Haldane’s principal weighs in
Heroin is a society-wide problem and high school students are not immune. Asked what level of concern prompts action at Haldane, Principal Brian Alm said, “We try to get involved at any level of concern, from confidential counseling up through disciplinary action.” Involvement can extend beyond traditional school boundaries. Alm said it would be easy to “turn a blind eye” to incidents outside the school but that “…we tend to reach beyond normal … school control, without stepping on the responsibilities of parents.”
He said when substance abuse by students off campus is reported that “we try to link families up with area resources,” including sometimes hosting initial meetings between support agencies and the family.
If a student is caught using drugs on campus Alm said a 30- to 60-day suspension is imposed. A qualified counselor must provide a substance abuse evaluation before the student can return to school.
Surveys of students in grades eight through 12 regarding drug, alcohol and tobacco use are conducted biennially in local school districts by the Carmel-based Putnam County Communities that Care Coalition (PCCCC). Results from 2008 through 2012 confirm the use of heroin at Haldane and other schools.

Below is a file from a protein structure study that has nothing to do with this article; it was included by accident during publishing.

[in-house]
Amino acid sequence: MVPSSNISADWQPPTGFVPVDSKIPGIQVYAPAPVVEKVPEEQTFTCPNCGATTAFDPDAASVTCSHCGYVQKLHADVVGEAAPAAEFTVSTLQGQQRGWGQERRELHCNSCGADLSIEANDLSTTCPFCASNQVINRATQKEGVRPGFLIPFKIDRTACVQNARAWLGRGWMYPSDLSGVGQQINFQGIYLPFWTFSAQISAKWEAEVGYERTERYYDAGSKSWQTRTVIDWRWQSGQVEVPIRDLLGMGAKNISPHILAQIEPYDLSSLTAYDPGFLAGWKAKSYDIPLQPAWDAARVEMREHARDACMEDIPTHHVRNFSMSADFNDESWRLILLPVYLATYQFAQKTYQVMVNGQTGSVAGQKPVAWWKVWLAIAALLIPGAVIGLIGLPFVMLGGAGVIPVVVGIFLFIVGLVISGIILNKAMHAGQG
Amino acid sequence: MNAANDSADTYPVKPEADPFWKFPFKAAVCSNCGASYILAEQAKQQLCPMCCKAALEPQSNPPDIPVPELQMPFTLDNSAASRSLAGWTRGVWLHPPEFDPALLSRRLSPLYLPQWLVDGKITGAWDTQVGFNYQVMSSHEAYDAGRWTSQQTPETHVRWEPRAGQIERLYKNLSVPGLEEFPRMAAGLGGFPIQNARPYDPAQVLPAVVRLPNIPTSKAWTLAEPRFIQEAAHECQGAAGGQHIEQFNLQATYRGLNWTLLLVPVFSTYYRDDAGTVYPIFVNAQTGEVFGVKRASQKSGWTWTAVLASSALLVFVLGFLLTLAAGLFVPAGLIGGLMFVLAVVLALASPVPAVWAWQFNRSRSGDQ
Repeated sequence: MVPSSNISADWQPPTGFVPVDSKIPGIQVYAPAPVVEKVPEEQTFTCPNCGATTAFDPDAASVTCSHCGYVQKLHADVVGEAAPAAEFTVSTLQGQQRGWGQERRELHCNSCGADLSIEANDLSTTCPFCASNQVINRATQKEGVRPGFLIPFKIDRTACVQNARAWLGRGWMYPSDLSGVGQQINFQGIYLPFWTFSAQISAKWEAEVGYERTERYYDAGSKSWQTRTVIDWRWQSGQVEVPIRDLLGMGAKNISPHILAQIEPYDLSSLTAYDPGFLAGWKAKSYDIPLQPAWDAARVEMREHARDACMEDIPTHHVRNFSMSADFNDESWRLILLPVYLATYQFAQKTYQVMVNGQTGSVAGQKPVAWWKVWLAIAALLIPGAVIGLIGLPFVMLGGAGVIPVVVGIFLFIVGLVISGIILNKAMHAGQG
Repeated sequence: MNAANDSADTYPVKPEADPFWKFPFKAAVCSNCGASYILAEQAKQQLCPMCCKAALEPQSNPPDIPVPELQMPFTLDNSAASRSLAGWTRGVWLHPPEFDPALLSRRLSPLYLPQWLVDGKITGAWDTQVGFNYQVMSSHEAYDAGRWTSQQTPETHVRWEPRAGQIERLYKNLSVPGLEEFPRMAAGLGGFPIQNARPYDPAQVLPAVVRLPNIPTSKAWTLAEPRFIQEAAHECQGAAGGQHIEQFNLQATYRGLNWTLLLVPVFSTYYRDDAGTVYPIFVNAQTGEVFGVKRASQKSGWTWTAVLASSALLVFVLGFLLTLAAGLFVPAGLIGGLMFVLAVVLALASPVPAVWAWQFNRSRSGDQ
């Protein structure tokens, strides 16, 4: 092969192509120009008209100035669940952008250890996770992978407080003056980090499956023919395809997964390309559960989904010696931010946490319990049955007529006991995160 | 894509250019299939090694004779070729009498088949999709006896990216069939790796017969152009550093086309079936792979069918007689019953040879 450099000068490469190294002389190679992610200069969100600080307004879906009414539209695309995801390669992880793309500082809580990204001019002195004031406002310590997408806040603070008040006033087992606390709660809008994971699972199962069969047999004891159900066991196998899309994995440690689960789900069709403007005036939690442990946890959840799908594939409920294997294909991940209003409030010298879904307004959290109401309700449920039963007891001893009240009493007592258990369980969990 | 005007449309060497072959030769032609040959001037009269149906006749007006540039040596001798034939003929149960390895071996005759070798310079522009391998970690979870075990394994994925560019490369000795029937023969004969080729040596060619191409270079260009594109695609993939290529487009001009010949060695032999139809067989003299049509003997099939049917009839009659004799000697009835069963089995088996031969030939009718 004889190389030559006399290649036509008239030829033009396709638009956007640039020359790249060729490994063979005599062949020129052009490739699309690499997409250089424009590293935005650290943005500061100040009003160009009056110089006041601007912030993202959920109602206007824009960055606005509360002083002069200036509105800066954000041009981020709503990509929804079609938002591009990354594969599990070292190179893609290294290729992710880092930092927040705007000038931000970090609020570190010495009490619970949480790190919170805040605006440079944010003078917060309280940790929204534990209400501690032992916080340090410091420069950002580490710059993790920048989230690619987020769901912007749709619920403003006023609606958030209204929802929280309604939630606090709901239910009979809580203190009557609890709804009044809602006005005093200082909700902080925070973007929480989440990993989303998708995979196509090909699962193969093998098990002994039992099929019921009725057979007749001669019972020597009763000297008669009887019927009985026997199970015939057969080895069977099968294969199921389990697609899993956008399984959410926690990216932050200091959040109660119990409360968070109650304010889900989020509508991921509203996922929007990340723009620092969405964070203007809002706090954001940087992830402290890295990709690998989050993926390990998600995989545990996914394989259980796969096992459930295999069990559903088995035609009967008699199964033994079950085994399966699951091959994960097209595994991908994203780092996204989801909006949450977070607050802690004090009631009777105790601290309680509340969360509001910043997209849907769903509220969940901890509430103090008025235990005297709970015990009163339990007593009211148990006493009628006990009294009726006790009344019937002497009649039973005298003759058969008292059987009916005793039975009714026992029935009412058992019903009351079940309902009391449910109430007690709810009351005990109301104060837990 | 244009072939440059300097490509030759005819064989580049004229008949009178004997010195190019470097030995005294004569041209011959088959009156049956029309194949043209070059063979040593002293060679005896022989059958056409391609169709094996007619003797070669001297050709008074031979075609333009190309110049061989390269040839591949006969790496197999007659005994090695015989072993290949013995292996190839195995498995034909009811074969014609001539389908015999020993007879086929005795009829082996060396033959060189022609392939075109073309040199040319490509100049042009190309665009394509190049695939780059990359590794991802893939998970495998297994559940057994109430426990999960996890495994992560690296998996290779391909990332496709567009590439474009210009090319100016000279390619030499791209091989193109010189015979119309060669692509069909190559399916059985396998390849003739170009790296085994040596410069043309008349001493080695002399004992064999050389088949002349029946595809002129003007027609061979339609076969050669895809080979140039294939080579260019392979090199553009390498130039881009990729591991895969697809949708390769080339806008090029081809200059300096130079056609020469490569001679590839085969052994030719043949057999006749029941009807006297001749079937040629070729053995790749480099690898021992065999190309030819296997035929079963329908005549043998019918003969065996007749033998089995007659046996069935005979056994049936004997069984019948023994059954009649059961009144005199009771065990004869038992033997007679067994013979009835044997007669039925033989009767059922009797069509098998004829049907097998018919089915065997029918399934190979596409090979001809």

Until this month Haldane did not release the survey data but Alm said the information was not ignored. “I have made it a matter of personal policy to share the results of each survey, in detail, with my class parents group each year that they come out,” he said. “We have discussed the results at length and in depth.
“Heroin is genuinely a concern” at Haldane, Alm said. He said there is a perception among many students that it is a “big leap” from prescription drug use to heroin and that teenagers and adults alike envision needles and mainlining when it comes to heroin. “The fact is that users who try it for the first time snort the drug in powder form; truly a small jump from doing the same with a crushed prescription pill.”